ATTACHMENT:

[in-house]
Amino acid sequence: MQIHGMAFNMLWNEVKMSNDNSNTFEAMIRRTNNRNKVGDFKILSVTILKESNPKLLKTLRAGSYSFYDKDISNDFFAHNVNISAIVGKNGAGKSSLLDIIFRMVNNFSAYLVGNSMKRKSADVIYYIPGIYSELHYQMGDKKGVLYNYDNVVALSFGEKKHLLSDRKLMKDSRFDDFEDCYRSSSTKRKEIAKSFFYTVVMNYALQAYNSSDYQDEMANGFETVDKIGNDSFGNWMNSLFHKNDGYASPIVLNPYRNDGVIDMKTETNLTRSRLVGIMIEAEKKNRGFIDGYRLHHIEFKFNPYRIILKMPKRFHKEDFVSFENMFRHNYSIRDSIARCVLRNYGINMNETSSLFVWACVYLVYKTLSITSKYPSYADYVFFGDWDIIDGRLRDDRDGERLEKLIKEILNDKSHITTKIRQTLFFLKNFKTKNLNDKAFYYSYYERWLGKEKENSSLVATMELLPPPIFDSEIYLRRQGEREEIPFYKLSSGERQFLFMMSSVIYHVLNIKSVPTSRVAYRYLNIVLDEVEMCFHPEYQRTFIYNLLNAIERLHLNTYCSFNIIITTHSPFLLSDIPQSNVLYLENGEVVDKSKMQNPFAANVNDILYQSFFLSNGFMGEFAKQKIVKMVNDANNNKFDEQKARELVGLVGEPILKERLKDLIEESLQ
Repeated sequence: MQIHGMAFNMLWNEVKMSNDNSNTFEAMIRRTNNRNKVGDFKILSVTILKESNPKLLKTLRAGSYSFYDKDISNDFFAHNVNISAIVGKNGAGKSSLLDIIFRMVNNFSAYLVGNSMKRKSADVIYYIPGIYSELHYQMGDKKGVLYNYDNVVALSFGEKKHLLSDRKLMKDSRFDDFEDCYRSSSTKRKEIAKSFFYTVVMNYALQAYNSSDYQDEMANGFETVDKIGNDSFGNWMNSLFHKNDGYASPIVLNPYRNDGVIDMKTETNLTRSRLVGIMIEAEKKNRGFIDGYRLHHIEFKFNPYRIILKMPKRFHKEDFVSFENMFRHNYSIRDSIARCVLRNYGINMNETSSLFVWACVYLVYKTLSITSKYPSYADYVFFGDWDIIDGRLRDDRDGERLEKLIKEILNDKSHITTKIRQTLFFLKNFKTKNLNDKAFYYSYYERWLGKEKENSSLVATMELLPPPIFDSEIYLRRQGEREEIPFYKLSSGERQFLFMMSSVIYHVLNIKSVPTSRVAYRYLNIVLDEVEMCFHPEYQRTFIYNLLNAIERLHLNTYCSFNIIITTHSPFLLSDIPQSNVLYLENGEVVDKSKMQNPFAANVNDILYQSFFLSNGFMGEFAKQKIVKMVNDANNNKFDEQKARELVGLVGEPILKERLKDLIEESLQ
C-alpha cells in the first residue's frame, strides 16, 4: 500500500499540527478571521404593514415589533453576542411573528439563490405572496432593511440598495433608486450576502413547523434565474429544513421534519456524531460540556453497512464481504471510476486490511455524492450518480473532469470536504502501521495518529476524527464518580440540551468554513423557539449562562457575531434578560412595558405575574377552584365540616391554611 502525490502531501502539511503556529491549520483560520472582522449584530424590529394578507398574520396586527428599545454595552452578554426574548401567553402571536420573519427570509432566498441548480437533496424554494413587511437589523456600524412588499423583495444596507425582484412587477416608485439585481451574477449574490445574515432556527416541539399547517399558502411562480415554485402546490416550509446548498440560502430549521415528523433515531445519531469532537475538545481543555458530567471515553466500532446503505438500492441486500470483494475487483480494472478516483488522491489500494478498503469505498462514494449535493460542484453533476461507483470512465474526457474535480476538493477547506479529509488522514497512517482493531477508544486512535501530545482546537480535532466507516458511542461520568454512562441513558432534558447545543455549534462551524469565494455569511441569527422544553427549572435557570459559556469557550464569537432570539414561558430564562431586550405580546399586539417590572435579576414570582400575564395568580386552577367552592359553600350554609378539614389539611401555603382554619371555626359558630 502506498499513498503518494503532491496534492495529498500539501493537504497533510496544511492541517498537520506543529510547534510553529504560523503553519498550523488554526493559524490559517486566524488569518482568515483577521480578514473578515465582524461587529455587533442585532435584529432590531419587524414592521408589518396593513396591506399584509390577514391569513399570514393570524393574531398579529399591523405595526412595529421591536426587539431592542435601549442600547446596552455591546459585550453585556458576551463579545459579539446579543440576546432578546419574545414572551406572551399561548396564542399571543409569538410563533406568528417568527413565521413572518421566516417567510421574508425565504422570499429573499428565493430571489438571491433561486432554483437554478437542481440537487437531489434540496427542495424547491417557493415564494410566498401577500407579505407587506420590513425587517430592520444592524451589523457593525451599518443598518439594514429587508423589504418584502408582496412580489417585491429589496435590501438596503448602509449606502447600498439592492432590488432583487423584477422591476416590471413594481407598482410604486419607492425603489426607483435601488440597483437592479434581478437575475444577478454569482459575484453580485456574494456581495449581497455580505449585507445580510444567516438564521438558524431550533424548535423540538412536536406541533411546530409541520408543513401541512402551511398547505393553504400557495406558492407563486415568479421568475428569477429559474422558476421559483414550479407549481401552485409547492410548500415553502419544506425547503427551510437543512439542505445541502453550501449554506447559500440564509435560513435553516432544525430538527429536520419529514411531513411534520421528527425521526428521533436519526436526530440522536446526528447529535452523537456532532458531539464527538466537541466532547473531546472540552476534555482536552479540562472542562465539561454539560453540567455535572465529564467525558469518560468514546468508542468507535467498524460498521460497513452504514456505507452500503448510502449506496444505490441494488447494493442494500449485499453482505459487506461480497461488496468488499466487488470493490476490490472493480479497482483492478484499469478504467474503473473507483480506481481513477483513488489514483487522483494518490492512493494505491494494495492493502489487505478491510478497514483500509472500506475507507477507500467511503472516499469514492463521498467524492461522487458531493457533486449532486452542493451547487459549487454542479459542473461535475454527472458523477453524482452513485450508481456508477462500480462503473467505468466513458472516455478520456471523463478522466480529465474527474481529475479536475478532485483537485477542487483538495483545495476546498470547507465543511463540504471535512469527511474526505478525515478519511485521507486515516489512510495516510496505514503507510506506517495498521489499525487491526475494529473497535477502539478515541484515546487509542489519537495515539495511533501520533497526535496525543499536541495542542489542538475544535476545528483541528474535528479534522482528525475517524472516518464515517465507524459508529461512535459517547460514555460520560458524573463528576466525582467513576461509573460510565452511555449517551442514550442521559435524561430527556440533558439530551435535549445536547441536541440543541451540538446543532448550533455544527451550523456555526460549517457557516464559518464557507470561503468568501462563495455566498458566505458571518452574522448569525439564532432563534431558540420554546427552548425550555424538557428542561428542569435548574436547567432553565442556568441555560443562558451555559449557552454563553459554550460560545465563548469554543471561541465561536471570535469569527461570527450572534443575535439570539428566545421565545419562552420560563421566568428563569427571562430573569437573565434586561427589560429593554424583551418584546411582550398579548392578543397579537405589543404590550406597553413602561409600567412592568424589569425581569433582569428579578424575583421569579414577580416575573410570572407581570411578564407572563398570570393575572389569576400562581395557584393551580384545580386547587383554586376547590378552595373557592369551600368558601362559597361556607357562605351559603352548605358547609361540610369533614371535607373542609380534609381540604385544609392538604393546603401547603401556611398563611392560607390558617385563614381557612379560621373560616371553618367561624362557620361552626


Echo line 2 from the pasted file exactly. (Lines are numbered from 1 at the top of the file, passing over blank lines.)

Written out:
Amino acid sequence: MQIHGMAFNMLWNEVKMSNDNSNTFEAMIRRTNNRNKVGDFKILSVTILKESNPKLLKTLRAGSYSFYDKDISNDFFAHNVNISAIVGKNGAGKSSLLDIIFRMVNNFSAYLVGNSMKRKSADVIYYIPGIYSELHYQMGDKKGVLYNYDNVVALSFGEKKHLLSDRKLMKDSRFDDFEDCYRSSSTKRKEIAKSFFYTVVMNYALQAYNSSDYQDEMANGFETVDKIGNDSFGNWMNSLFHKNDGYASPIVLNPYRNDGVIDMKTETNLTRSRLVGIMIEAEKKNRGFIDGYRLHHIEFKFNPYRIILKMPKRFHKEDFVSFENMFRHNYSIRDSIARCVLRNYGINMNETSSLFVWACVYLVYKTLSITSKYPSYADYVFFGDWDIIDGRLRDDRDGERLEKLIKEILNDKSHITTKIRQTLFFLKNFKTKNLNDKAFYYSYYERWLGKEKENSSLVATMELLPPPIFDSEIYLRRQGEREEIPFYKLSSGERQFLFMMSSVIYHVLNIKSVPTSRVAYRYLNIVLDEVEMCFHPEYQRTFIYNLLNAIERLHLNTYCSFNIIITTHSPFLLSDIPQSNVLYLENGEVVDKSKMQNPFAANVNDILYQSFFLSNGFMGEFAKQKIVKMVNDANNNKFDEQKARELVGLVGEPILKERLKDLIEESLQ